Monday, July 29, 2013

A Tear in the Fabric

I haven't posted in so long. I blame Facebook for my months-long lack of creative writing and thought musings that are probably only read by my family, and even that is questionable. But I feel the need to write today. Maybe it's more of a way for me to organize my thoughts rather than share any profound revelations, but whatever the reason, I need to feel the keyboard at my fingertips and see my thoughts flow onto the screen. Maybe then I can make sense of my emotions over the past 48 hours.

Our flight home from the Dominican Republic had just landed an hour prior to my logging onto Facebook. We were in the car, headed home, after a week of fantastic vegetation beach and poolside where copious amounts of local rum may or may not have been consumed. In post-vacation mode and only half-conscious after a full day of travel with three exhausting kids, I stared at my Facebook feed in disbelief: Kidd Kraddick is dead.

As a lump rose in my throat, my immediate reaction was to assume it was another elaborate celebrity death hoax. Just in case, I Googled it. (I still can't believe Google is a verb.) Nothing. Nada. I breathed a sigh of relief - it must be a hoax. But then I checked Twitter. I checked Facebook again. Too many sources were reporting it true. Then the networks began to report it. It was true.... Kidd Kraddick was dead. How did this happen?? And why did I care so much?? I was (and still am) devastated.

I'll tell you why.

I started listening to Kidd at 16 years old, the second week he was on the air at KISS FM with then-co-host, Jocelyn White. For 21 years, he has been a constant presence in my life. I have spent most of my teen years and all of my adult life, sharing in his life, grieving with him, laughing with him, and crying with him. But mostly laughing. Kidd was a story telling genius. He could take a 5 minute semi-humorous interlude with a stranger and weave it into a tale so hilarious I found myself in tears from hysterical laughter. Phrases or words like "ridicilou" and "give the under-carriage a little how's your father" began creeping into my vocabulary. I felt part of a group; part of the cool crowd. I felt included. Mostly, I felt like Kidd was talking only to me.

Kidd was a constant in a world of uncertainty. The one thing that stands out the most to me about Kidd was his consistent presence. Save for the few weeks a year when he (God-forbid) took an actual vacation and I was relegated to listening to "best-of" shows, I knew that when I turned my radio on between 6-10 am, I would hear his familiar voice. It was comforting, almost like the soothing you get from your parents' voices or the voice of those most special to you. I came to depend on that more than I realized until just this weekend, when that voice was silenced.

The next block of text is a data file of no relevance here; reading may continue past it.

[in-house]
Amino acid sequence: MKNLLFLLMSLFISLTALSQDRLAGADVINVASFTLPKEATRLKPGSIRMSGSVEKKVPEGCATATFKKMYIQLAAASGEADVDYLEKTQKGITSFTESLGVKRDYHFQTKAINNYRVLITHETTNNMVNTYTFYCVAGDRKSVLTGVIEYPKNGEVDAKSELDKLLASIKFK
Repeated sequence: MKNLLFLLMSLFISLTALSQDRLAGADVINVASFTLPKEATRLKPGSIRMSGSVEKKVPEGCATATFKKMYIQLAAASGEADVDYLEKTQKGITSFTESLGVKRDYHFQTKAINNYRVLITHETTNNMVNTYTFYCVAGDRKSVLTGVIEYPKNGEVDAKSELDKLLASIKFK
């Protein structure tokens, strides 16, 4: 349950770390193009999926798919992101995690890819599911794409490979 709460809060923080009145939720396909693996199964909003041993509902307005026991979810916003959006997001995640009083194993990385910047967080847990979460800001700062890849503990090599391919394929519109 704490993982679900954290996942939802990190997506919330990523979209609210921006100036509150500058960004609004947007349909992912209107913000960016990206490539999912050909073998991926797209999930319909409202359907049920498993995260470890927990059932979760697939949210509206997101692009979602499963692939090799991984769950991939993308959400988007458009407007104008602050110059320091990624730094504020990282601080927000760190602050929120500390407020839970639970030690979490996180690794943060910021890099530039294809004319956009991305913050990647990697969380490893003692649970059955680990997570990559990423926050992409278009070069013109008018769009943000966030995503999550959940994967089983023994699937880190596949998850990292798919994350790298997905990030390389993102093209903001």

Kidd had an uncanny ability of always knowing the right thing to say and the appropriate way to handle any given situation. I remember after 9/11, my husband was stranded in another state after air travel was shut down. I was alone and scared, grieving and trying to make sense of the death and destruction that had just been forced on our country. I remember turning on Kidd Kraddick on Sept. 12, 2001, and Kidd was addressing the attacks. He was just as horrified and confused as the rest of us, but somehow, he sounded confident and strong and made me feel safe. He brought normalcy to the most turbulent experience of my life. He handled the days and weeks that followed with such professionalism and consideration for the emotions of his listeners, many of whom were grieving a loss. When we were unable to formulate our thoughts and reconcile our heartache, he did that for us. He gave us tools to grieve with and and outlet in which to use them. He was a rock for myself and so many others.

Kidd made us care. He helped so many people learn to see the value in other humans, despite what their outward appearance might be. He enlightened us to look past the wheelchairs and chemo-stricken bodies, past the burn scars or deformities, and into the hearts and souls of the differently-abled and chronically ill. He made us see worth and he made us want to do more. He made us want to be a better society and he did this by leading by example. Kidd was at the forefront of multiple causes, many I'm sure we don't and might possible never know about. He fought for the less fortunate and encouraged when he could. He was a cheerleader for making a better world. He inspired and touched millions.

I had the honor of meeting Kidd on several occasions. I liked him tremendously. I know I speak for many when I say I feel as though a family member has died. I also feel like a part of my own voice has been silenced. Kidd spoke for me so many times when I couldn't formulate the words on my own. I will miss his presence and his outreach beyond measure and the percussion left by his loss will be felt by multitudes from all walks of life.

Godspeed, Kidd. Gone, but never forgotten.

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